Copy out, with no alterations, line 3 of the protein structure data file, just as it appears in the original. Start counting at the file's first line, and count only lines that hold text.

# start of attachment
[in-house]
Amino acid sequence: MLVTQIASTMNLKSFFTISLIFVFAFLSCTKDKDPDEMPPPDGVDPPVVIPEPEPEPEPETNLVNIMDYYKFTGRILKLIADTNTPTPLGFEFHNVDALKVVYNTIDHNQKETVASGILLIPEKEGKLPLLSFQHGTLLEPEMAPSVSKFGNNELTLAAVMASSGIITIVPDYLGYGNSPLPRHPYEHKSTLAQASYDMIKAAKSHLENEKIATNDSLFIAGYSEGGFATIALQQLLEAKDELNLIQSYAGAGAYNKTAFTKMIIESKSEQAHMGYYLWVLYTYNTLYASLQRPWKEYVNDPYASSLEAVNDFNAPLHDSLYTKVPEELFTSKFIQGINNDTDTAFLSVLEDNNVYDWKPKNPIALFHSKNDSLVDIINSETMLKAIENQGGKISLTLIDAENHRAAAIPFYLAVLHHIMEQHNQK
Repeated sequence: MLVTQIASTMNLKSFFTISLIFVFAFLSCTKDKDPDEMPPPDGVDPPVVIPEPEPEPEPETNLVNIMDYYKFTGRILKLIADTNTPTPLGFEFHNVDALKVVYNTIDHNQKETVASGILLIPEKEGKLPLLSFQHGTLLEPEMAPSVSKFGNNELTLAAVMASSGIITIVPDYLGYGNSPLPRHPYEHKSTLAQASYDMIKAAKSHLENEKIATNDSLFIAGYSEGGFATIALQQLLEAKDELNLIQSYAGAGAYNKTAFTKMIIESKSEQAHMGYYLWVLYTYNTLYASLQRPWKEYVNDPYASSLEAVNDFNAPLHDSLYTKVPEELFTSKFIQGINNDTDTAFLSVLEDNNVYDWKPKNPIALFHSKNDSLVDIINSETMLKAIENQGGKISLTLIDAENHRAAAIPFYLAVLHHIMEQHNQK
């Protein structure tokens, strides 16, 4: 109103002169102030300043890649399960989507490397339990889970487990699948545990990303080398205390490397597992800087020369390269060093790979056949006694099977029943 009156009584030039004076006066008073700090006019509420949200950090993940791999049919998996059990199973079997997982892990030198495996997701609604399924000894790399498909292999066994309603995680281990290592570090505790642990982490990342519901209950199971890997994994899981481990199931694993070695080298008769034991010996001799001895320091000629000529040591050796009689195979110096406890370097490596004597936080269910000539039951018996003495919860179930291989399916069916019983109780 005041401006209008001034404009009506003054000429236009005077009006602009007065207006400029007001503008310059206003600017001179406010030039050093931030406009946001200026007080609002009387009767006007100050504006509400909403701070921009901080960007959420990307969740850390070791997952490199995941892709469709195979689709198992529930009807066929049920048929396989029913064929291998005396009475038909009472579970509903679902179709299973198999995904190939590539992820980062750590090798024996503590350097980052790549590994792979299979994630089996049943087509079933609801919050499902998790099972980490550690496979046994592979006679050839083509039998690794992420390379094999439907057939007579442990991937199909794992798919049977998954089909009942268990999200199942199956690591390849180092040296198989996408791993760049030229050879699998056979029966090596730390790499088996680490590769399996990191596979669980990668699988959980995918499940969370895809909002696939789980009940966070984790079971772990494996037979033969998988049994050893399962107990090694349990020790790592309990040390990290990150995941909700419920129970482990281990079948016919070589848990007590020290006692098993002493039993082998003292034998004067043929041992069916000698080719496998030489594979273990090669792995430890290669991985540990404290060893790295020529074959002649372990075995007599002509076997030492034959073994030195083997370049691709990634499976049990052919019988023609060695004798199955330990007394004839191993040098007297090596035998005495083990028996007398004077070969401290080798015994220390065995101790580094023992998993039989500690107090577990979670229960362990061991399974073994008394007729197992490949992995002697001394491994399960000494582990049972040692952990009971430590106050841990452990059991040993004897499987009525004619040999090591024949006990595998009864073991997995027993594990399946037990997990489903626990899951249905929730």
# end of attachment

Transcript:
Repeated sequence: MLVTQIASTMNLKSFFTISLIFVFAFLSCTKDKDPDEMPPPDGVDPPVVIPEPEPEPEPETNLVNIMDYYKFTGRILKLIADTNTPTPLGFEFHNVDALKVVYNTIDHNQKETVASGILLIPEKEGKLPLLSFQHGTLLEPEMAPSVSKFGNNELTLAAVMASSGIITIVPDYLGYGNSPLPRHPYEHKSTLAQASYDMIKAAKSHLENEKIATNDSLFIAGYSEGGFATIALQQLLEAKDELNLIQSYAGAGAYNKTAFTKMIIESKSEQAHMGYYLWVLYTYNTLYASLQRPWKEYVNDPYASSLEAVNDFNAPLHDSLYTKVPEELFTSKFIQGINNDTDTAFLSVLEDNNVYDWKPKNPIALFHSKNDSLVDIINSETMLKAIENQGGKISLTLIDAENHRAAAIPFYLAVLHHIMEQHNQK